They won back their majority on Feb. 7, retaining three seats in Allegheny County, again on May 16 retaining a seat in Delaware County where Democrat Heather Boyd was elected to replace former Rep. Mike Zabel, and yet again on Sept. 19 back in Allegheny County, where Democrat Lindsay Powell won former Rep. Sara Inamorato’s seat after she stepped down to run for county executive.
House Republicans also retained a north central Pennsylvania seat on May 16, when Rep. Michael Stender (R-Northumberland) won the seat vacated by Sen. Lynda Schlegel Culver, who resigned after winning a Jan. 31 special election for a vacant Senate seat.
The House will go into the new year with a 101-101 split, following former Rep. John Galloway’s (D-Bucks) resignation to take the district judge position to which he was elected in November. A special election has been set for Feb 13.
The narrowly divided House convened on swearing-in day without a clear picture of who would lead it or whether the question would be decided.
Neither party appeared to have the votes for a nomination for speaker to succeed and a motion by Democrats to adjourn until after special elections in February failed with a tied vote.
A fellow lawmaker’s half-joking quip to Rep. Mark Rozzi (D-Berks) about what it would take for him to flip to the Republican caucus set the wheels in motion for Rep. Jim Gregory (R-Blair) to nominate him as an independent. Rozzi never changed his party affiliation, prompting Gregory to later call for his resignation as speaker.
With McClinton’s endorsement, Rozzi was elected speaker by a 115-85 vote. He promised to use his position to pass legislation to give survivors of childhood sexual abuse an opportunity to sue their attackers and the organizations that enabled them.
A lobbyist for one of Pennsylvania’s most influential unions spoke in January at a public hearing on House rules about being physically harassed by a sitting state lawmaker.
Service Employees International Union lobbyist Andi Perez did not name Zabel at the time, but other women, including Rep. Abby Power (R-Armstrong), came forward also accusing Zabel of harassment.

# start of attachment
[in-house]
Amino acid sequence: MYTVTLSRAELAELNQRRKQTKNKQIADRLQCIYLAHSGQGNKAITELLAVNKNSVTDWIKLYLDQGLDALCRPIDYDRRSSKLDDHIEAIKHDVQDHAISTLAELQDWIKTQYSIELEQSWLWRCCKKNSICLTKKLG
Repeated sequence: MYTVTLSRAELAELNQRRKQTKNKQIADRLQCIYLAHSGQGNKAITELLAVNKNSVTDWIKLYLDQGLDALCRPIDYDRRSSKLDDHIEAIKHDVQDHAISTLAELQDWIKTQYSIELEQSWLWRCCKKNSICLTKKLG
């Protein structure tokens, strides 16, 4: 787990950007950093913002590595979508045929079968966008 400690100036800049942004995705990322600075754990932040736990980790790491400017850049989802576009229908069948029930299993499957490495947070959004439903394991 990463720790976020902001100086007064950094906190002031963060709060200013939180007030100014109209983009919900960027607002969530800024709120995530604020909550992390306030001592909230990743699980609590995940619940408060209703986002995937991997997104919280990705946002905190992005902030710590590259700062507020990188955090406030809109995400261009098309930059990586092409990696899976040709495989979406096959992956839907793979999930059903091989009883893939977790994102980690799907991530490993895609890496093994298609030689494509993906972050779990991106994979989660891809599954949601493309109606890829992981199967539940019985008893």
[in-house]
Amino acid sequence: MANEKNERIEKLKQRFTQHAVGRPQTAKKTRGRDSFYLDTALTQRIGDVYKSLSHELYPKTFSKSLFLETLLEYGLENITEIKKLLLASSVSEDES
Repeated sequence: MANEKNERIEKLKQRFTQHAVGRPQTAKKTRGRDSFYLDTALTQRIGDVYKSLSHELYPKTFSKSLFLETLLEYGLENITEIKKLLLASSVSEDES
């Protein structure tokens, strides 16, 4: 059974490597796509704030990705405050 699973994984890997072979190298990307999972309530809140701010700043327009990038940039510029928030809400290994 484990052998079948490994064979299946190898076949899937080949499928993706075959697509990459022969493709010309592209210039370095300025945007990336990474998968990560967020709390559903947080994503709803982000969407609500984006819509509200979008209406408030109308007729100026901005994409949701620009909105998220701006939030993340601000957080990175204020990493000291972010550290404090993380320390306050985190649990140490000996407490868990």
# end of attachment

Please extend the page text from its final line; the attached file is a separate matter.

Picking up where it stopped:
The scandal highlighted the limited protection provided by House ethics rules, which did not allow for complaints from people who did business with state representatives such as constituents, lobbyists and journalists.
The House adopted new rules expanding the range of people who can lodge complaints, but Republicans were critical of the rules for limiting the prohibitions on harassment and discrimination to work settings.
In one of his final acts in office, Gov. Tom Wolf called the General Assembly to a special session in January to hold the second round of constitutionally required votes on an amendment to retroactively extend the time for adults who were abused as children to file lawsuits.
Facing a deadline to get the measure on the ballot for a May referendum, Rozzi, as speaker, vowed to halt all other legislative action until both chambers passed it.
But that set the stage for a clash with Republican leaders who said the survivors’ amendment should not be prioritized over amendment language proposed to provide for voter identification, election audits and legislative review of regulations.
Although both chambers have passed bills containing the child abuse survivors’ amendment, the legislation remains unfinished.
Pennsylvania’s 2024 presidential primary election is set for April 23, during Passover, when many Jewish people who observe the holiday do not drive, write or use electronics.